During the Global Financial Crisis, the financial world learned that, in times of calamity, “the correlations of risk-on assets move towards one.”  Asset classes that had appeared to be uncorrelated and which appeared to contain only idiosyncratic risks suddenly became correlated.  It turned out that systemic risk (correlation) was non-linear.  Author and former hedge fund risk manager Rick Bookstaber famously quipped in his book “Demon of Our Own Design” that the market changed state into a sort of high-energy “plasma” where every particle became aligned.

As Mark Twain reputedly said, history may not repeat itself, but it often rhymes.  The current Global Health Crisis is teaching us that despite divergent healthcare policies and responses to Covid-19, the virus is having a similar impact in all parts of the world (for example, see Goldman’s latest briefing last Thursday).  In other words, countries that had appeared to be uncorrelated and which appeared to contain idiosyncratic risks have suddenly become highly correlated.

Ironically, biological systems have long been used as an analogy for financial systems.  George Sugihara is one of the best-known researchers of the parallels between ecological contagion and financial contagion.  Not only is he a Distinguished Professor of Natural Science at the Scripps Institution of Oceanography but he is also a former quant at Deutsche Bank.  Sugihara found that financial and biological systems in a dynamic equilibrium could both crash with only a slight change in the relationship between nodes in those systems.  In other words, once the wheels start to wobble, you’re toast (in a Tacoma Narrows Bridge sort of way).

While correlations can theoretically “go to one” in both financial crashed and pandemics, countries like South Korea and Italy prove that there may still be room for active management by national governments.  Prima facie, it appears that a country’s Covid-19 rates are a factor of both beta and alpha.  The beta is driven by the global system itself (essentially, trade and the flow of people – without whom there would be no contagion).  The “alpha” can be thought of as the deviation from a global average of cases.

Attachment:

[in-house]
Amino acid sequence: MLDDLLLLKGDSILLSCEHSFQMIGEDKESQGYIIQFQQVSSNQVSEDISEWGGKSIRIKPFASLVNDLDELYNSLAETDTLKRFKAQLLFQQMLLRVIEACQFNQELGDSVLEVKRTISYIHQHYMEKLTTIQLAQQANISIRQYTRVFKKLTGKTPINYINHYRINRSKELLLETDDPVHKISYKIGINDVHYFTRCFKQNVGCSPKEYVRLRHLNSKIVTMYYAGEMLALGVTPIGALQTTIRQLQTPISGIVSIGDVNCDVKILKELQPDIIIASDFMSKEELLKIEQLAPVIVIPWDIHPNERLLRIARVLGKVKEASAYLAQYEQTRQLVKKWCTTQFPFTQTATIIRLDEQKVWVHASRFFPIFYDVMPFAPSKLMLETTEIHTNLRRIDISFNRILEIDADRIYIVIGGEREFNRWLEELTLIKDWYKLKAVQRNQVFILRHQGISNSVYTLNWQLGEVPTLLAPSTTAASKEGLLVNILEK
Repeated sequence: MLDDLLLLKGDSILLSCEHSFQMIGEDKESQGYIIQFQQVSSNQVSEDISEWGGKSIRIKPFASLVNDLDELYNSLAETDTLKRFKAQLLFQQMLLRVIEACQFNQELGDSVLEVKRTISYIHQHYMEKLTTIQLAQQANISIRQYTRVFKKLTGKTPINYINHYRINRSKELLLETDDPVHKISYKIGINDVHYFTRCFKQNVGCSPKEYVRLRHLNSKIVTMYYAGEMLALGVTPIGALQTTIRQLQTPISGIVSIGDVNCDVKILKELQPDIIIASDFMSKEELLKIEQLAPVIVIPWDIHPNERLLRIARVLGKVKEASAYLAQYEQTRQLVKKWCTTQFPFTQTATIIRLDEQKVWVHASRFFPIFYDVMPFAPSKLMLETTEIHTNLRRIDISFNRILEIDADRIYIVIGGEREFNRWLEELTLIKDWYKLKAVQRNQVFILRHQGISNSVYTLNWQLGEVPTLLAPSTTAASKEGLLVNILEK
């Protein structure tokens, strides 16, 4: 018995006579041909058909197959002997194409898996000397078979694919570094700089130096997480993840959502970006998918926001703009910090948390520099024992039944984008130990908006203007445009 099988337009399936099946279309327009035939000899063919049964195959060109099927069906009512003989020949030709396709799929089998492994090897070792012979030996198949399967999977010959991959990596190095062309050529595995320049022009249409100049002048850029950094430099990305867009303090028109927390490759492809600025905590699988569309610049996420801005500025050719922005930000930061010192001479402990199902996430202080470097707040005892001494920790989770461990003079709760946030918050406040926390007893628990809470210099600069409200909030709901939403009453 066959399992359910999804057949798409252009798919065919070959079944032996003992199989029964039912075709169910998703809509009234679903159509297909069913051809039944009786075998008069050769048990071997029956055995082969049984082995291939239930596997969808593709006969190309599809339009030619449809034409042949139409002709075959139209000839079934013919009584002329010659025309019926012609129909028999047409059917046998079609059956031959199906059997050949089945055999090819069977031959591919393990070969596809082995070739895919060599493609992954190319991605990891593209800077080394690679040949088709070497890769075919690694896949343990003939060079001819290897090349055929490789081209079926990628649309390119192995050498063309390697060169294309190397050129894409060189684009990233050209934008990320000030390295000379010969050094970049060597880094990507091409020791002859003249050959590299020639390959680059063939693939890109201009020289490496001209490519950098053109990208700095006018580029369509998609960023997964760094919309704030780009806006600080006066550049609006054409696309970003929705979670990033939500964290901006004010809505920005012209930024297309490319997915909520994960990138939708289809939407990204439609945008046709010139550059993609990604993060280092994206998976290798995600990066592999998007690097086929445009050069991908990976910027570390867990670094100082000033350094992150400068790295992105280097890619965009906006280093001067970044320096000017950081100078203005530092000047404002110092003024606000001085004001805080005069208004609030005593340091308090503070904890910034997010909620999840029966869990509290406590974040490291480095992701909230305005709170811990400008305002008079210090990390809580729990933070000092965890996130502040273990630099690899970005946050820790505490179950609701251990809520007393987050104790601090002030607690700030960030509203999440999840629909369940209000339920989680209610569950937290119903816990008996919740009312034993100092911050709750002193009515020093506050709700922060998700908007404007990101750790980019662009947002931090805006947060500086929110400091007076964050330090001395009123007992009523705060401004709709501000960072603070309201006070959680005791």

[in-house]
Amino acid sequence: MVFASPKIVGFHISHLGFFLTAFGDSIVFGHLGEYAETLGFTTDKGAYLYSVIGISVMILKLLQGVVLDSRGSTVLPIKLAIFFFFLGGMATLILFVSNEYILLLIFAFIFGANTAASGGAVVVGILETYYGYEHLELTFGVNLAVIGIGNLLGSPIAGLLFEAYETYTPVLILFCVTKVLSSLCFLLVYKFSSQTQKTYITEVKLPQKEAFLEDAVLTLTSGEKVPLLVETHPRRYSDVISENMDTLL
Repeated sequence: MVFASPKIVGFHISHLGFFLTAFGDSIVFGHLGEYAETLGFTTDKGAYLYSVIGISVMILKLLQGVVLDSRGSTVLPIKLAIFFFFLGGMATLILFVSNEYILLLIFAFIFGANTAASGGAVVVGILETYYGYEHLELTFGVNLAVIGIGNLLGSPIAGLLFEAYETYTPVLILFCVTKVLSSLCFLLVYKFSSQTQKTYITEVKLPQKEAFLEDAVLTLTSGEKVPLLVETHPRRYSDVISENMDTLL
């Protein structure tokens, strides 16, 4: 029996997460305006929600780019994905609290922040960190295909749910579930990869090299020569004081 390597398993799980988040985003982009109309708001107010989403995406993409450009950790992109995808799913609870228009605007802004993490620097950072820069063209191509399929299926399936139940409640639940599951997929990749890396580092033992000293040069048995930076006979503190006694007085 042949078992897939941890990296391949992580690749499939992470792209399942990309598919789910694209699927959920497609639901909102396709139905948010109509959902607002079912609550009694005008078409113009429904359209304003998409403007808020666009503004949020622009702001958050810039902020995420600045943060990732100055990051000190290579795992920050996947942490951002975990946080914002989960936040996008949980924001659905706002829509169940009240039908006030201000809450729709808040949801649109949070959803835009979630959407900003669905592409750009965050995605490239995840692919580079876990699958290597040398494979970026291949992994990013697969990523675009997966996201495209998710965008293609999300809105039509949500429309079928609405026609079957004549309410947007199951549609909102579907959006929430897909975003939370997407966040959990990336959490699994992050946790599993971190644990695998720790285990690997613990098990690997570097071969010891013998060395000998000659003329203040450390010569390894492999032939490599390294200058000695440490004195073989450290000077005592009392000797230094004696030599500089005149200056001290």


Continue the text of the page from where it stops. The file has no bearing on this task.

Like alpha in financial markets, Covid-19 alpha can be positive or negative regardless of the absolute outcome (number of cases).  But while financial returns can be positive, in a Global Health Crisis, there is only a negative outcome. Still, public policy and citizen behaviour can create “positive” or “negative” alpha around what appears to be mostly a predestined outcome (say, the “doubling every 2 days” in the Financial Times chart below containing data up to March 28).

The good news is that while Covid-19 “beta” is always negative, Covid-19 “alpha” is usually positive.  In other words, mitigation strategies rarely make the absolute effect of the pandemic worse.  (A notable exception may have been early advice in the UK to forsake mitigation in order to build “herd immunity”.)  So, if the numbers are to be believed, Japan and South Korea have produced a lot of Covid-19 alpha.

But you might charge that South Korea hasn’t been exploiting alternative risk premia all along – like a manager whose returns are derived from some alterative asset class.  They have simply closed up shop and avoided the worst of the pandemic.  So, is this really analogous to “alpha”?  The answer is “yes” since, as investors know, alpha can be an artifact of market timing as well as the ongoing harvesting of non-market premia.

Preliminary research has suggested that regions and countries with more rural populations, warmer or wetter climates, or more compliant citizens appear to have been able to ameliorate the spread of Covid-19 – at least so far.  Ditto for countries that reduced social distancing at an early stage in the pandemic.  The bottom line is that we are all swamped by systematic risk at the moment.  Correlations have “gone to one.”  But as these systematic forces eventually weaken - even slightly - idiosyncratic mitigation strategies may begin to make a difference.  Non-linear correlations can ramp up towards one in a calamity but can also fall non-linearly as the systematic risk subsides.  In the end, Herculean government efforts along with the blood, sweat and tears of citizens may create the “alpha” needed to keep correlations just low enough to avoid triggering a second wave of Covid-19.